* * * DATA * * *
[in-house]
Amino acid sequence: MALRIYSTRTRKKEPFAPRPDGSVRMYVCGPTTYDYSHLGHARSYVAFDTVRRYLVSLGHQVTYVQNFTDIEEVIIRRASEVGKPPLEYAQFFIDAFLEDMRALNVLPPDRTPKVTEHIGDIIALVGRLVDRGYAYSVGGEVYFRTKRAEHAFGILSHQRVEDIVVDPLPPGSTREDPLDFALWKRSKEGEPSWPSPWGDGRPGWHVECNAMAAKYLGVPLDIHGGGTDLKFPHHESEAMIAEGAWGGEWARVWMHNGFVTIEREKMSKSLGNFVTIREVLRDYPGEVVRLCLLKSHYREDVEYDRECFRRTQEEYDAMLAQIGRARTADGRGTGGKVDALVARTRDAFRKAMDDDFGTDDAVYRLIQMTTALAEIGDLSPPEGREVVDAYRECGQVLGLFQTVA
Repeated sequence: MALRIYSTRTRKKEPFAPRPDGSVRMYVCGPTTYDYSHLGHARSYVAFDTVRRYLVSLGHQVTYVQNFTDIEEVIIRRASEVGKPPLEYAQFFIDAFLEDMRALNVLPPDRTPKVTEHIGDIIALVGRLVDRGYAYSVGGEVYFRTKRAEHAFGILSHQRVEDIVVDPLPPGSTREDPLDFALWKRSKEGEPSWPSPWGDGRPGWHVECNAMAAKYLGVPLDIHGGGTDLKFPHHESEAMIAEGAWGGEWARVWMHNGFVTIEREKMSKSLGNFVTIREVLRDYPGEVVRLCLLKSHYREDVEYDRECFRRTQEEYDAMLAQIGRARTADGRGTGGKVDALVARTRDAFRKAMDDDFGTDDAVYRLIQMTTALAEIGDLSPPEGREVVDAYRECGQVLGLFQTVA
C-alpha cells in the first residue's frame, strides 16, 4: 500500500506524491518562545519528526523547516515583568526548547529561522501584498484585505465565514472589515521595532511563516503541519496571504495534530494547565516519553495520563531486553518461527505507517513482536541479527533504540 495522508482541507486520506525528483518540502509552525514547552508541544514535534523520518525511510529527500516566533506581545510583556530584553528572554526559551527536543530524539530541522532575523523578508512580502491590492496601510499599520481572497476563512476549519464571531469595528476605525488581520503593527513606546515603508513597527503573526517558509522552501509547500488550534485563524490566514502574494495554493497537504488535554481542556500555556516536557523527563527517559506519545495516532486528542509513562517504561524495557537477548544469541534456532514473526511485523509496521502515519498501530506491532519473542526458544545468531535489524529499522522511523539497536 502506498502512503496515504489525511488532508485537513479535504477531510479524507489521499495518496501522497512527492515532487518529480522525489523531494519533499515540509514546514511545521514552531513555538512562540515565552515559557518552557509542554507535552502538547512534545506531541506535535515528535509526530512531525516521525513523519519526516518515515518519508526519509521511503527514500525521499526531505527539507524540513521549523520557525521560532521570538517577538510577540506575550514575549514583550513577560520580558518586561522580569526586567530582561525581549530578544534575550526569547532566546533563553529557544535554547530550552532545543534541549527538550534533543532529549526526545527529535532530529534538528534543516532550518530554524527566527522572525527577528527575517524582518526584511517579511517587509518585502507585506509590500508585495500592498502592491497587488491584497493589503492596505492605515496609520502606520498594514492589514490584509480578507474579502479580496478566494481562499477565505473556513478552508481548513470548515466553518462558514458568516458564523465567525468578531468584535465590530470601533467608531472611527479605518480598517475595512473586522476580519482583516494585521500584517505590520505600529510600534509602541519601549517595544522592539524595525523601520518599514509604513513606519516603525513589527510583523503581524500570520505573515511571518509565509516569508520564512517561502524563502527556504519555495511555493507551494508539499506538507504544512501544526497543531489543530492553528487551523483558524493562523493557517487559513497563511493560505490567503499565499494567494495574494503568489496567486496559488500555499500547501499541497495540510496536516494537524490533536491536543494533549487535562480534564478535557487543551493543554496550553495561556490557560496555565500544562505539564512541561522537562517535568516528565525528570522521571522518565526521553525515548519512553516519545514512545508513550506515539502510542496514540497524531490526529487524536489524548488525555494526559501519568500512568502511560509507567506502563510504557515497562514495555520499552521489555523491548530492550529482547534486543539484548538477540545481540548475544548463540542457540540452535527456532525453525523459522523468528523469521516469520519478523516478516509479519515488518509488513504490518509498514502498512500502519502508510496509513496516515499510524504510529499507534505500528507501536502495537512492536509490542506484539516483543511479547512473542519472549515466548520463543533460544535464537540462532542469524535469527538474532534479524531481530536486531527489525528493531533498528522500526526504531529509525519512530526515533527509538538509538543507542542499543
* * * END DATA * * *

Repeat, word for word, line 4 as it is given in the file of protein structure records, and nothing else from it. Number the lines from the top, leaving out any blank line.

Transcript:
C-alpha cells in the first residue's frame, strides 16, 4: 500500500506524491518562545519528526523547516515583568526548547529561522501584498484585505465565514472589515521595532511563516503541519496571504495534530494547565516519553495520563531486553518461527505507517513482536541479527533504540 495522508482541507486520506525528483518540502509552525514547552508541544514535534523520518525511510529527500516566533506581545510583556530584553528572554526559551527536543530524539530541522532575523523578508512580502491590492496601510499599520481572497476563512476549519464571531469595528476605525488581520503593527513606546515603508513597527503573526517558509522552501509547500488550534485563524490566514502574494495554493497537504488535554481542556500555556516536557523527563527517559506519545495516532486528542509513562517504561524495557537477548544469541534456532514473526511485523509496521502515519498501530506491532519473542526458544545468531535489524529499522522511523539497536 502506498502512503496515504489525511488532508485537513479535504477531510479524507489521499495518496501522497512527492515532487518529480522525489523531494519533499515540509514546514511545521514552531513555538512562540515565552515559557518552557509542554507535552502538547512534545506531541506535535515528535509526530512531525516521525513523519519526516518515515518519508526519509521511503527514500525521499526531505527539507524540513521549523520557525521560532521570538517577538510577540506575550514575549514583550513577560520580558518586561522580569526586567530582561525581549530578544534575550526569547532566546533563553529557544535554547530550552532545543534541549527538550534533543532529549526526545527529535532530529534538528534543516532550518530554524527566527522572525527577528527575517524582518526584511517579511517587509518585502507585506509590500508585495500592498502592491497587488491584497493589503492596505492605515496609520502606520498594514492589514490584509480578507474579502479580496478566494481562499477565505473556513478552508481548513470548515466553518462558514458568516458564523465567525468578531468584535465590530470601533467608531472611527479605518480598517475595512473586522476580519482583516494585521500584517505590520505600529510600534509602541519601549517595544522592539524595525523601520518599514509604513513606519516603525513589527510583523503581524500570520505573515511571518509565509516569508520564512517561502524563502527556504519555495511555493507551494508539499506538507504544512501544526497543531489543530492553528487551523483558524493562523493557517487559513497563511493560505490567503499565499494567494495574494503568489496567486496559488500555499500547501499541497495540510496536516494537524490533536491536543494533549487535562480534564478535557487543551493543554496550553495561556490557560496555565500544562505539564512541561522537562517535568516528565525528570522521571522518565526521553525515548519512553516519545514512545508513550506515539502510542496514540497524531490526529487524536489524548488525555494526559501519568500512568502511560509507567506502563510504557515497562514495555520499552521489555523491548530492550529482547534486543539484548538477540545481540548475544548463540542457540540452535527456532525453525523459522523468528523469521516469520519478523516478516509479519515488518509488513504490518509498514502498512500502519502508510496509513496516515499510524504510529499507534505500528507501536502495537512492536509490542506484539516483543511479547512473542519472549515466548520463543533460544535464537540462532542469524535469527538474532534479524531481530536486531527489525528493531533498528522500526526504531529509525519512530526515533527509538538509538543507542542499543